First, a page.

Davutoglu urges united front against global terrorism

Prime Minister Ahmet Davutoglu says international community needs to join its forces against global terrorism which indiscriminately targets all people because they are enemies of whole of humanity

Photo by: AA
Photo by: AA

Turkish Prime Minister and the leader of the Justice and Development Party (AK Party) Ahmet Davutoglu delivers a speech during AK Party's caucus at the Grand National Assembly of Turkey (TBMM) in Ankara on March 29, 2016.

Turkish Prime Minister Ahmet Davutoglu has urged on Tuesday that the world’s nations need to create a joint front against global terrorism because terrorist organisations indiscriminately threaten all people because they are enemies of the whole of humanity.

“Ankara, Istanbul, Brussels, Baghdad, and now Lahore... These bloody networks are not differentiating continents, regions, countries or people [for their attacks]. They are not distinguishing [people based on] ethnic origin, religion, culture or geography [before their respective attacks],” Davutoglu said during a speech in the group meeting of the Justice and Development Party (AK Party) in Ankara.

Terror groups have no boundaries when it comes to where they carry out their attacks, which could target bus stops, avenues, airports, stadiums or amusement parks, Davutoglu also said. 

“These organised murder networks are one and the same” and they have been established in order to commit crimes against humanity “though they seem to have different names and ideologies,” the prime minister underlined.

“Terror is a dishonourable act which directly targets humanity and life itself. Therefore, the whole humanity needs decisively to stand up against terror as one before it is too late,” he warned.

Davutoglu also condemned the recent terror attacks in Iraq and Pakistan indicating that “Turkey is the closest friend of every ethnic group in Iraq whether it is Turkmen, Arab, Kurd, Sunni or Shiite,” and the country has a special relationship with Pakistani people based on mutual “bonds of love.”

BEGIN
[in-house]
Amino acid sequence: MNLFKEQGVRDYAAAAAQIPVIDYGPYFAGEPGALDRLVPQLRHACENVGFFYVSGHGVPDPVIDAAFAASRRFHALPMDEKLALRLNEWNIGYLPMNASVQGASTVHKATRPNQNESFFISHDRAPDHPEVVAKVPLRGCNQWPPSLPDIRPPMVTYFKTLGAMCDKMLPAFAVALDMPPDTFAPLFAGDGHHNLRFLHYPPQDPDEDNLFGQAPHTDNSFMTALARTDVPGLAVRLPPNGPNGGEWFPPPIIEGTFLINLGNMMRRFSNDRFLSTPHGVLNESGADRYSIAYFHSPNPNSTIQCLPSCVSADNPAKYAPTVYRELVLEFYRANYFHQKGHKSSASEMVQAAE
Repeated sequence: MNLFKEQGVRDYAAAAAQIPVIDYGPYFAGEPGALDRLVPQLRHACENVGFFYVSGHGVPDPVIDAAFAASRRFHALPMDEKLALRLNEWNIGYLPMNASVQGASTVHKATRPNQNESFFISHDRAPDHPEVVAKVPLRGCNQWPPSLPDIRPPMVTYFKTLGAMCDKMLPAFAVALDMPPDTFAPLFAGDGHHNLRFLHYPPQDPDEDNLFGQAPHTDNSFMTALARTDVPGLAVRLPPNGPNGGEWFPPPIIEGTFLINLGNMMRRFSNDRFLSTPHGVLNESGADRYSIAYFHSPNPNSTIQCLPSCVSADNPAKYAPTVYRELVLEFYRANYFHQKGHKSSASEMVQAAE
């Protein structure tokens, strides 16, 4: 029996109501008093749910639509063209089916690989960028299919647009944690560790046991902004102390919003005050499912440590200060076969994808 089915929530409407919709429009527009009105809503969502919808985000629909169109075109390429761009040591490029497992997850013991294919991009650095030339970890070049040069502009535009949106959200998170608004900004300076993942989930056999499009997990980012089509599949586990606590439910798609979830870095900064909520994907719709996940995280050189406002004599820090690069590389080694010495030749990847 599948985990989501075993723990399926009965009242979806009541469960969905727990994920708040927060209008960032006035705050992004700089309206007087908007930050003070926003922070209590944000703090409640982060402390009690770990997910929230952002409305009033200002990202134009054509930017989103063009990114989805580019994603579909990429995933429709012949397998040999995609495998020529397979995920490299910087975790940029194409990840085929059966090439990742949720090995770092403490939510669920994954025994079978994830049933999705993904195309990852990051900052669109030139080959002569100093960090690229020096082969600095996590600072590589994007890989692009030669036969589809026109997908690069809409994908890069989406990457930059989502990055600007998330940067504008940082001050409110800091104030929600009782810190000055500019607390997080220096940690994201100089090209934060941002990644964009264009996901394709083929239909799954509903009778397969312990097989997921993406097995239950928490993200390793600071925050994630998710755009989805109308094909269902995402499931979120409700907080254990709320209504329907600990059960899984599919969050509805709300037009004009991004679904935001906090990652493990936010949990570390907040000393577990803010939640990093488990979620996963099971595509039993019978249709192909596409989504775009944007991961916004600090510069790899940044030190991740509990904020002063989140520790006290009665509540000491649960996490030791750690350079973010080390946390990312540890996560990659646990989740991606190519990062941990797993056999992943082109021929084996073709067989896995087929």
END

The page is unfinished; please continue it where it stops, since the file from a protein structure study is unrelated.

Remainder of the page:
Turkish President Recep Tayyip Erdogan also strongly condemned on Sunday the suicide blast that killed scores of people and injured hundreds of others in the Pakistani city of Lahore.

A suicide bomber blew himself up in a crowded park in Lahore on Sunday evening, killing at least 65 people and injuring 280 others, according to Salman Rafiq, health minister of Pakistan’s Punjab province. The attack was claimed by Taliban faction Jamaat-ul-Ahrar. 

Erdogan previously drew attention to the fact that there is no real difference between terror organisations, whether they were PKK terrorists targeting the Turkish capital Ankara or the attackers in the Belgian capital.

“Terrorists have clearly showed one more time that they have no difference among themselves in terms of the heinous methods they have used,” the Turkish president underlined last Tuesday during his condemnation of the Brussels attacks.

At least 35 people were killed in attacks by DAESH terrorists on Brussels airport and a rush-hour metro train, triggering security alerts across western Europe and bringing some cross-border transportation to a halt.

Turkey has repeatedly stated that Western countries did not heed warnings of the dangers posed by terrorists belonging to various armed groups it expelled back to Europe after detaining them at the Syrian border.

Turkey has already been targeted with several terror attacks by DAESH and PKK terrorist groups since last July.

The latest DAESH attack in Turkey took place when a DAESH-linked terrorist carried out a suicide attack in Istanbul’s Beyoglu district, killing at least five people including himself and wounding 39 others.

Recent PKK terror attacks have additionally killed more than 350 security officials in Turkey since the group’s umbrella organisation, the KCK, unilaterally ended a two and half year-long ceasefire on July 11 and threatened the country with further attacks.

The TAK, which is affiliated with the PKK terrorist group, claimed responsibility for a suicide bomb attack that killed 38 people on March 13 in the Kizilay District near Guvenpark in Ankara, which adjoins a major transportation hub of bus and minibus stops and the city's central metro station.

Turkey has long been confronted with armed attacks in its southeastern and eastern regions by the PKK which is recognised as a terrorist organisation by Turkey, the EU, the US, and NATO.

TRTWorld and agencies